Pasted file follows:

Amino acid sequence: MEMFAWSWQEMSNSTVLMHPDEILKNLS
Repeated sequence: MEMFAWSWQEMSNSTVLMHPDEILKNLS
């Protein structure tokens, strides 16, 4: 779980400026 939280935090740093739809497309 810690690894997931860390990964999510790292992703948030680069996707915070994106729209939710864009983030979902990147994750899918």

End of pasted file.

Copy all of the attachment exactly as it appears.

Amino acid sequence: MEMFAWSWQEMSNSTVLMHPDEILKNLS
Repeated sequence: MEMFAWSWQEMSNSTVLMHPDEILKNLS
């Protein structure tokens, strides 16, 4: 779980400026 939280935090740093739809497309 810690690894997931860390990964999510790292992703948030680069996707915070994106729209939710864009983030979902990147994750899918």